When I bought my oven for my new apartment after nearly 2 years with a broken oven (only the range worked), I was very excited and
a friend told me to draw a picture of it. Eventually, I decided to make the sketch into a more formal (ha) painting of it. 2009.
Ingredients: craft paint, crappy brushes, professionalism, somberness, quadskatephilia, sharpies. Full-size it is less than 6" long.
I went to a feminist art night where I thought we'd be given a theme, but instead they just said "go" - this is the result. 2009.
Skin & tattoos & wanting (or taking) things
Ingredients: magazine pictures, ink, rubber cement, copious time.
Close-up view, click to expand (a little overexposed).
This is my college diploma that I unearthed from storage & I decided to make it more representative of my college experience. 2008.
Ingredients: magazine pictures, disillusionment, rubber cement, army man, blue gel, expended youth, ink, calculator parts, epoxy & too much f'n money.
My cousin is an amazing artist and I'm always bugging her to do more art & so she did an ultra-fabulous painting of me for my birthday,
so I decided to do my own collage portrait of her for her birthday (thus getting me back into art-making too) - this is it. 2008.
Materials: magazine/book pictures (mostly from a day in the life of the soviet union), rubber cement, epoxy, rubber/plastic snakes, marker/pen.
Technology is a double-edged blade that makes our lives easier, but also disconnects us from ourselves and from nature.
Technology may help us grow as a species, but some of that growth is "apart." 2005.
Materials: acrylic paint (my first painting!), magazine pictures, steel wire, nails, wood, circuit wire, epoxy.
Transgender is a seesaw between monstrosity and invisibility; people either hate you or can't admit that you exist. This is a photo-montage of gender outlaw images built into a mannequin/sculpture. Skirt is based on a newspaper article entitled "Slaying of transgender teen haunts city". Click HERE to see more pictures/info. 2003.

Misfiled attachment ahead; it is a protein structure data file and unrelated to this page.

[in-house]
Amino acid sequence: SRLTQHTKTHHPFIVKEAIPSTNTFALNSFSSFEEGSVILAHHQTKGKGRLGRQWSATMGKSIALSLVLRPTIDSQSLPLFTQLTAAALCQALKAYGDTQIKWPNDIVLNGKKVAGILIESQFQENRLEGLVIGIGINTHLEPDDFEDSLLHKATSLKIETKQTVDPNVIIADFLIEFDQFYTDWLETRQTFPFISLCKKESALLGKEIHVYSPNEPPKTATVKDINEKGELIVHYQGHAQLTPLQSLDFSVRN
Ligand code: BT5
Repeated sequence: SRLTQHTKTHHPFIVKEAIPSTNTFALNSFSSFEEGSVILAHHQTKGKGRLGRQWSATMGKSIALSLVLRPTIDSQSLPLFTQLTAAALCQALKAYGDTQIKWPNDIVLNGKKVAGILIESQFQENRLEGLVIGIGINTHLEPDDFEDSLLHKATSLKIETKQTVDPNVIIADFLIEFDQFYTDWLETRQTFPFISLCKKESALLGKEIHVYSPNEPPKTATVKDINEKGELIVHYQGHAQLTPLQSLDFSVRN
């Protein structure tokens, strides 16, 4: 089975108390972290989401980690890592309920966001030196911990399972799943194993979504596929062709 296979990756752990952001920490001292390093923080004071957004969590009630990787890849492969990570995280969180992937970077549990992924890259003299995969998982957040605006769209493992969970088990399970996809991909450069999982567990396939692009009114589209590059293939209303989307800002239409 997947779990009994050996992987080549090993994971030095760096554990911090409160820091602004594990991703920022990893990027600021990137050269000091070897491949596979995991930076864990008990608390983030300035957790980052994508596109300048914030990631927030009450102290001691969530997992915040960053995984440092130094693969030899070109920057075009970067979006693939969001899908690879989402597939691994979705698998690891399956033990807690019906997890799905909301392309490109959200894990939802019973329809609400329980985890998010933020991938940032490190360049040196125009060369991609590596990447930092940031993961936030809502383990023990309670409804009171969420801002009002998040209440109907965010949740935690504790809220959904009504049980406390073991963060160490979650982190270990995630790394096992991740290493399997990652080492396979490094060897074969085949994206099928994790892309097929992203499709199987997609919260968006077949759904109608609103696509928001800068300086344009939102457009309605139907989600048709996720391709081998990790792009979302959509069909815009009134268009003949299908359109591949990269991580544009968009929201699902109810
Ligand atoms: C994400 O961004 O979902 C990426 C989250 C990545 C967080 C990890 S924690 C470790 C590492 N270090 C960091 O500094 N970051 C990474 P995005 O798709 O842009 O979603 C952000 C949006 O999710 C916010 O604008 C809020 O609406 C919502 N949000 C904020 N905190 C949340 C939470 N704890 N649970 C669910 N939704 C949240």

Materials: mannequin torso, paint, photo-stickers, napkin, food-coloring, nail-polish, wire.
Presentation is everything in U. S. consumer culture: it's all about putting on a happy face and stylish clothes while advertising promotes the worst insecurities and fears, all in the name of the sacred sale. For those who get run down, feeling desperate, there is a cure - drugs! Totally legal and irrepresibly marketable biochemistry modification devices. Load up on pills and you're ready to go. Side effects may include: cloudy thoughts, muted emotions, sexual disinterest, itching, lesions, nausea and suicide. 2002.
Materials: plastic doll, marker, paint, wire, prescription anti-depressants, pill bottle, mirror shards, razorblade.
This was a collage begun during an art party on New Year's Eve 1999-2000 (with finishing touches a month or so later), representative of the state of the world and my mind at the time. Prominantly features pictures of me and my two closest friends at the time (digital photos taken, altered and printed), but also appropriated mages, paint, shiny/patterned paper, razor blades, metal bits, fabric, chain, rubber snake and even a bit of my own blue hair. 2 feet high by 4 feet wide.
I taught myself how to make chainmail in 1998 (from a metalsmithing book I'd had from a class in college). I made it from scratch with wire and a metal dowel (wrapping and cutting the links by hand), but I never did learn how to use a soldering iron (my links were not sealed, but since I used steel, they stayed closed pretty well). Since it took so long to make, I didn't make many things, but I made a 4" by 4" square, the bracelet in the picture (which I still wear), started a gauntlet and made an impressive elaborate belt which unfortunately I didn't get any pictures of before I gave it away (birthday present to a girlfriend just before a nasty breakup).
I gave this sculpture away and only have a few so-so photos from an art show it was in (it looked more impressive from the top than from the side). It was almost 4 feet wide at the widest point and about 2 and a half feet tall and contained two spiders (one of wax, the other of wire), a metal bat and two pairs of antique eyeglasses. My motivations were pretty abstract at the time, thinking mostly of tangled memories (including having bad vision) and just looking for a better aesthetic and way to free myself from the past. 1997.
Materials: broken fencing blades (spokes), chain, wire, eyeglasses, wax, sheet metal (aluminum).